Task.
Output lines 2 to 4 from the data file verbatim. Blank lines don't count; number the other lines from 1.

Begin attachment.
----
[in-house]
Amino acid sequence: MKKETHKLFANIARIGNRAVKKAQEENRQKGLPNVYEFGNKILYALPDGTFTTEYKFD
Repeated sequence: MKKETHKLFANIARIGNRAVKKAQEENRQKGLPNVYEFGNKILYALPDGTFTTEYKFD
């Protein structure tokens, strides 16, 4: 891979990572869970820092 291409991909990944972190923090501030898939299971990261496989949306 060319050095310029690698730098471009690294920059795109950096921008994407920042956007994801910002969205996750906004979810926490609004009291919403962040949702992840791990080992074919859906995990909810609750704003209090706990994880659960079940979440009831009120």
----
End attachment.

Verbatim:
Amino acid sequence: MKKETHKLFANIARIGNRAVKKAQEENRQKGLPNVYEFGNKILYALPDGTFTTEYKFD
Repeated sequence: MKKETHKLFANIARIGNRAVKKAQEENRQKGLPNVYEFGNKILYALPDGTFTTEYKFD
């Protein structure tokens, strides 16, 4: 891979990572869970820092 291409991909990944972190923090501030898939299971990261496989949306 060319050095310029690698730098471009690294920059795109950096921008994407920042956007994801910002969205996750906004979810926490609004009291919403962040949702992840791990080992074919859906995990909810609750704003209090706990994880659960079940979440009831009120």